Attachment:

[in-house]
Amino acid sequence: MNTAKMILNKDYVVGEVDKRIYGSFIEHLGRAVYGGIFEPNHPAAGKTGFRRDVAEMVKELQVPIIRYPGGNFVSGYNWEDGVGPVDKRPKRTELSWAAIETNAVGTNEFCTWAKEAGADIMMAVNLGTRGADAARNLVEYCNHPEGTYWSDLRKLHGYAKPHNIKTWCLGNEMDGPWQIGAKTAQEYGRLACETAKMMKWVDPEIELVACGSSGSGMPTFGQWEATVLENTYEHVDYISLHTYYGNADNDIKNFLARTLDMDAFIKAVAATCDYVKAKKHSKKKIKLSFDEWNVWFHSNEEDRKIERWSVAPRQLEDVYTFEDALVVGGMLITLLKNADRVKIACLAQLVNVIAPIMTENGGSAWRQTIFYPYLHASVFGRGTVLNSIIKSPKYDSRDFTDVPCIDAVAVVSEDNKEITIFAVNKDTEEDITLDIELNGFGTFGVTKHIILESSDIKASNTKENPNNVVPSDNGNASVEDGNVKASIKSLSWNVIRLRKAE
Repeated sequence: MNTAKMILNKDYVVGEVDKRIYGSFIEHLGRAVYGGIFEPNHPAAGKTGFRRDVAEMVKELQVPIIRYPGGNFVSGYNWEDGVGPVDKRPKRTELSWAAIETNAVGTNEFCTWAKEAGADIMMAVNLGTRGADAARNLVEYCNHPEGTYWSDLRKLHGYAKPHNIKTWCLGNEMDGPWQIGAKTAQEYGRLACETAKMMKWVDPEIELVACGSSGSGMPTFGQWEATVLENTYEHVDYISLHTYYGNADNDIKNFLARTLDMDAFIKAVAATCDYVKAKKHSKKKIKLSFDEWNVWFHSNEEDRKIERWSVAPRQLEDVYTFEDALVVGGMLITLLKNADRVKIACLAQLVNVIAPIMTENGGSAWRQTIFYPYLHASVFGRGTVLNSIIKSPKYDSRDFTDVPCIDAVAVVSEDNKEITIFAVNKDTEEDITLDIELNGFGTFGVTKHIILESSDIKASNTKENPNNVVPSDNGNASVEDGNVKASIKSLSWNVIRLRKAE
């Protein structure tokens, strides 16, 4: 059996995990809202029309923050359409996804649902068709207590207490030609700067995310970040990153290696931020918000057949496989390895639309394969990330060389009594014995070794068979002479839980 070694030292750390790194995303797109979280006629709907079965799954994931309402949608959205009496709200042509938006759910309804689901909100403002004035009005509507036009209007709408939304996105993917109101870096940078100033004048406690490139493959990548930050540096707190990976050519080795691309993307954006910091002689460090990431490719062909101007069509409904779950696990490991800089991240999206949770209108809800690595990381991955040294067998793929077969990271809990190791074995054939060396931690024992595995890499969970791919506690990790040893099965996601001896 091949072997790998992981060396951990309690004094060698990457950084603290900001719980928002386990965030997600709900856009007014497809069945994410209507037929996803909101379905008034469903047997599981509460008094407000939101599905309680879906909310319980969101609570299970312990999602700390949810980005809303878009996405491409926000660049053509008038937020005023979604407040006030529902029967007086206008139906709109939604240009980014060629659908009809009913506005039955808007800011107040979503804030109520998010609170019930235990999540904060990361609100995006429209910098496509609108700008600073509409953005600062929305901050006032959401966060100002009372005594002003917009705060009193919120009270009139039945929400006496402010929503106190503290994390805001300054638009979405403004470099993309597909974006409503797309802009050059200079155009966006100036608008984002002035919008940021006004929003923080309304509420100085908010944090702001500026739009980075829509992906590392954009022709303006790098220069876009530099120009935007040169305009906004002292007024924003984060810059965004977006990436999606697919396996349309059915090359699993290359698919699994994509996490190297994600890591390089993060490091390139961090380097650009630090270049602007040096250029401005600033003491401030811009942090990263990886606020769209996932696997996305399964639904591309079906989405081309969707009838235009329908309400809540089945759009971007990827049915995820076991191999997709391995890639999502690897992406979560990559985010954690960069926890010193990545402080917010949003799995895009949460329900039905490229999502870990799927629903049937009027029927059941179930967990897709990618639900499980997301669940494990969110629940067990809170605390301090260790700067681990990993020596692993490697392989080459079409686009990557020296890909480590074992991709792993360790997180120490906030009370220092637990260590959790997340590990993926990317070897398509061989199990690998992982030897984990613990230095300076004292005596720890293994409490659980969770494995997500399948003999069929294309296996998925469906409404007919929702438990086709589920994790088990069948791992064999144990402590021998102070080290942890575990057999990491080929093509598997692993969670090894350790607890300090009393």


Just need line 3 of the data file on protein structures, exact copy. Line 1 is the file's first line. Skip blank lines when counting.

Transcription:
Repeated sequence: MNTAKMILNKDYVVGEVDKRIYGSFIEHLGRAVYGGIFEPNHPAAGKTGFRRDVAEMVKELQVPIIRYPGGNFVSGYNWEDGVGPVDKRPKRTELSWAAIETNAVGTNEFCTWAKEAGADIMMAVNLGTRGADAARNLVEYCNHPEGTYWSDLRKLHGYAKPHNIKTWCLGNEMDGPWQIGAKTAQEYGRLACETAKMMKWVDPEIELVACGSSGSGMPTFGQWEATVLENTYEHVDYISLHTYYGNADNDIKNFLARTLDMDAFIKAVAATCDYVKAKKHSKKKIKLSFDEWNVWFHSNEEDRKIERWSVAPRQLEDVYTFEDALVVGGMLITLLKNADRVKIACLAQLVNVIAPIMTENGGSAWRQTIFYPYLHASVFGRGTVLNSIIKSPKYDSRDFTDVPCIDAVAVVSEDNKEITIFAVNKDTEEDITLDIELNGFGTFGVTKHIILESSDIKASNTKENPNNVVPSDNGNASVEDGNVKASIKSLSWNVIRLRKAE